Editor’s Note: Christopher O. Hernæs is Vice President of Strategy, Innovation and Analysis of SpareBank 1 Group, Norway’s second largest financialinstitution. He was previously a partner at Core Group, where he worked with strategy development and innovation for Technology, Media, Telecom and financial services.
One of the hot topics so far this year is what will become of P2P services and the sharing economy. Last year Airbnb became the largest hotel chain in the world, Uber expanded abroad with large protests from incumbents in the taxi industry and P2P-lender Lending Club got listed on Wall Street.
At the same time pwc estimates the sharing economy to generate revenues up to $335 billion by 2025, and Uber alone is valued at $ 41 billion. The millennial generation has also expressed a lack of trust in incumbents and is craving an alternative, and would rather trust peers over brands. With predictions of the sharing economy affecting nearly all industries, venture capitalists are pouring investments into what is hopefully the next Uber.
But as the sharing economy becomes prevalent, so does criticism from incumbents, attention from regulators and demands from participants arise. A common denominator of these reactions is as stated earlier this year by Harvard Business Review that the sharing economy is not about sharing at all. What is viewed by cool new sharing services are in fact commercial platforms that move distribution from traditional distribution to digital ecosystems. This can apply to refinancing student loans through SoFi, as well as renting a prom dress from Rent The Runway just to mention a few examples.
The sharing economy is merely a business model favoring digital ecosystems.
Most successful services associated by the sharing economy are essentially all about convenience, cost efficiency and ease of access rather than sharing and social interactions. Additionally the fundamental of the sharing economy lies in trust, and despite common belief, Pew Research states that only 19 percent of millennials believe that people can be trusted.
But building trust is a time-consuming process, and the result of this is users turning to the platforms to ensure trust between peers. This is made possible by big data and analytics, measuring your trustworthiness based on everything from how you fill out forms online to who your Facebook friends are. By acting as a trust broker the success relies on offering the users lack of social interaction, rather than encouraging it. This becomes even clearer with Airbnb, which is already becoming the host to a whole new sub-economy with subcontractors offering value-added services to smooth out any friction related to the customer experience. This includes key delivery through lock boxes, as well as providing similar amenities as hotels, all without the need to talk to a single human being.
The second central element of the sharing economy is centered on the transaction. By implementing financial infrastructure as an integrated part of the platforms, friction related to payments, settlement and insurance is significantly removed. In addition, P2P services as the inherent ability to create an efficient marketplace matching supply and demand near equilibrium, challenging saturated markets where incumbents are able to set artificial prices.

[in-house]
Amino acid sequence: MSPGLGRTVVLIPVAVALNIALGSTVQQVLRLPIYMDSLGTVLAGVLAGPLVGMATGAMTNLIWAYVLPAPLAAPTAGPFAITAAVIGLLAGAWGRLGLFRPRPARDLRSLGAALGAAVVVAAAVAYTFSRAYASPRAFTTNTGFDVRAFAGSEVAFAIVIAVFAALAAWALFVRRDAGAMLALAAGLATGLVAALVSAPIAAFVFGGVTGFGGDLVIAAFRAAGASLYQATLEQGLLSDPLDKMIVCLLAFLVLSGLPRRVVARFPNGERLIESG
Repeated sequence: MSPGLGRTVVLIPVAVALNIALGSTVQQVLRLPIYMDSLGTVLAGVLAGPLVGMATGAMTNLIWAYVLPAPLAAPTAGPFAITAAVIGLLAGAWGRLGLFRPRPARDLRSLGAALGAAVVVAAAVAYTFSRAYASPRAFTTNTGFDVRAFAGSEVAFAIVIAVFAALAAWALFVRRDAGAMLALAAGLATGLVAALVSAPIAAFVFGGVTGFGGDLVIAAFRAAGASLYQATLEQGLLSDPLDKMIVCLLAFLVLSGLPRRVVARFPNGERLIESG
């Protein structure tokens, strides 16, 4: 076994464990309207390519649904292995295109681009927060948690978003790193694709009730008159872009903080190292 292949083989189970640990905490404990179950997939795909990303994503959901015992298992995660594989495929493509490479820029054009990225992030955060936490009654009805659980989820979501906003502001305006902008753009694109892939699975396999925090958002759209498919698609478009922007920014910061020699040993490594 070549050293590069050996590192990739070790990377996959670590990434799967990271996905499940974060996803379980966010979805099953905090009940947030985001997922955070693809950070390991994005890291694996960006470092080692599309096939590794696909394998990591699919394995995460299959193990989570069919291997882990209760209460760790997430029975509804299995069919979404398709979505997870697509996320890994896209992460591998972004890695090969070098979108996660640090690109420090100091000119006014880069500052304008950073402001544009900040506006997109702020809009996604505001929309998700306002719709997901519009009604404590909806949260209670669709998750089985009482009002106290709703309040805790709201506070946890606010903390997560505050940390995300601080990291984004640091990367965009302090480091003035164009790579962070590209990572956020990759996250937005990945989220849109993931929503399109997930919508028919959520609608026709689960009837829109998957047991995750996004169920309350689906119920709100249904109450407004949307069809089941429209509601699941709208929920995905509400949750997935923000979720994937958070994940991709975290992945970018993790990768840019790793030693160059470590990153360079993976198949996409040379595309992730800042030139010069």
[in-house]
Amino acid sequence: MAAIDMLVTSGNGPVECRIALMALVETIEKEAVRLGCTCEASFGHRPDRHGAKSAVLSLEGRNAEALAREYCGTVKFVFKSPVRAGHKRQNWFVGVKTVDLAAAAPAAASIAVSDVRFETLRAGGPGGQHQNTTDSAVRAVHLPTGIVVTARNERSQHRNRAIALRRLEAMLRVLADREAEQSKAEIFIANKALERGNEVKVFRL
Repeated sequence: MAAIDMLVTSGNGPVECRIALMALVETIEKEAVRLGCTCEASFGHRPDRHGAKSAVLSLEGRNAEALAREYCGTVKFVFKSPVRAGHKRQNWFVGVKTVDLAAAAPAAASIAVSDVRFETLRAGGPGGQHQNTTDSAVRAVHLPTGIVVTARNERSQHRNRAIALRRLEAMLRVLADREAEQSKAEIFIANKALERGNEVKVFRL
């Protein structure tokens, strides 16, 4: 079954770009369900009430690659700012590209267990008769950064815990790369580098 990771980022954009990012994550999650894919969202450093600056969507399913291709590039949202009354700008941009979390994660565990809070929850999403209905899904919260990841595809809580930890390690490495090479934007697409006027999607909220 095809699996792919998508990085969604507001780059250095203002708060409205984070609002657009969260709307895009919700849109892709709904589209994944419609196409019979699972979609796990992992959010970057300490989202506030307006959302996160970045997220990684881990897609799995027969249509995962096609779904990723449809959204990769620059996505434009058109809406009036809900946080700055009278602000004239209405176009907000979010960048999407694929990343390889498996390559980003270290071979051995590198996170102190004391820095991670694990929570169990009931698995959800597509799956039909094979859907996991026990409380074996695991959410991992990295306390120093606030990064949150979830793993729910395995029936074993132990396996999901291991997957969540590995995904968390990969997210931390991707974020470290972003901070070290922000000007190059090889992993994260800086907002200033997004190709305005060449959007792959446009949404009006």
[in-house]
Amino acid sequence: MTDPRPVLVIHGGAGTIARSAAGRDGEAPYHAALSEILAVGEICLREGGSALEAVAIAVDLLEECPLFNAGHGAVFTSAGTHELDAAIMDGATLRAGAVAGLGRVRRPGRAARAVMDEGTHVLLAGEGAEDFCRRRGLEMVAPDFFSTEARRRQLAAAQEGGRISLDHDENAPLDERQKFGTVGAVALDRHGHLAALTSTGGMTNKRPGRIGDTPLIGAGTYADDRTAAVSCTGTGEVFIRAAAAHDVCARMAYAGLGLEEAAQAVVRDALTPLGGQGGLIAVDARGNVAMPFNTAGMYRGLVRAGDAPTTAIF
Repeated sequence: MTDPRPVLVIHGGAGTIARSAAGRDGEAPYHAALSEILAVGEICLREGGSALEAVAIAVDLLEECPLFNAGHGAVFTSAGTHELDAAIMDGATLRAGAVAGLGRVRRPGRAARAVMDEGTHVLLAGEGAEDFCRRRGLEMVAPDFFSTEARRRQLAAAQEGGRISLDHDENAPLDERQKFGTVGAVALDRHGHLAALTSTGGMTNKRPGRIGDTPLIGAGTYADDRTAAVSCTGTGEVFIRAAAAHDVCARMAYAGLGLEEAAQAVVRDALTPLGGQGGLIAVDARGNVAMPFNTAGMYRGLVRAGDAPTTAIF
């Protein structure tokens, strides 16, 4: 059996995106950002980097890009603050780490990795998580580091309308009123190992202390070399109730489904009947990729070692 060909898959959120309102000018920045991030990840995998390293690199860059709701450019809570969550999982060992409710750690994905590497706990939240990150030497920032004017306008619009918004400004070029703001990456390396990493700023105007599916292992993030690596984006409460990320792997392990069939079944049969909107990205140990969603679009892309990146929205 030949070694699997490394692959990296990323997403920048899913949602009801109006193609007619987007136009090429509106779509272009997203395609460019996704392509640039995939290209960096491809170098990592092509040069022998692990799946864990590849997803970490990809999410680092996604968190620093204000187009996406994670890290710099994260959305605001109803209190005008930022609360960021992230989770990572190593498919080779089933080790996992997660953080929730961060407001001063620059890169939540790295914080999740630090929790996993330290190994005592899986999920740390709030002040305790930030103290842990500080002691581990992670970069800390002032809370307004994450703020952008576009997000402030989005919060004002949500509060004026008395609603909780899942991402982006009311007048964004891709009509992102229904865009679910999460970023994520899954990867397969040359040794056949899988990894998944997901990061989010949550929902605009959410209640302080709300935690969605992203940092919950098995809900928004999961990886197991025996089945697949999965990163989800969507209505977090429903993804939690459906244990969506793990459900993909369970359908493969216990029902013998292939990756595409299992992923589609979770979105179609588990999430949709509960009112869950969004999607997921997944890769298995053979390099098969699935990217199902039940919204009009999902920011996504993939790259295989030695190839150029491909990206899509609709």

For incumbents, the sharing economy is a disruptive force that is challenging the playbook of existing markets. For workers, the sharing economy can both provide a secondary income for some, as well as supporting freelancers. For regulators it is the time to adapt rather than prevent and prohibit, and perhaps the best solution is a revised taxation scheme similar to 1099 self-employment forms for workers in the sharing economy as an alternative to income taxes or capital gains taxes.
When everyone is equal there will always be room for someone to be more equal than others.
Considering these characteristics, it is safe to assume that neither Uber drivers, Airbnb homeowners or the investors and founders of Airbnb, Uber and Google have no altruistic motives in the sharing economy. The sharing economy is merely a business model favoring digital ecosystems, where the factors of production are no longer the value drivers, but the customer and user relationship and related data are the most important assets. This challenges how we view ownership of both the means of production as well as the value of labor, and whether services offered through the platforms are offered by an individual or corporation are indifferent.
As a socio-economic system the sharing economy has been both associated with socialism as well as free-market capitalism. From my point of view, a plausible scenario for the future of the sharing economy could be viewed as a digital feudalistic system where both individuals and companies become vassals who provide and rent services at the grace of digital ecosystems like Google, Facebook, Uber and Airbnb. After all, when everyone is equal there will always be room for someone to be more equal than others.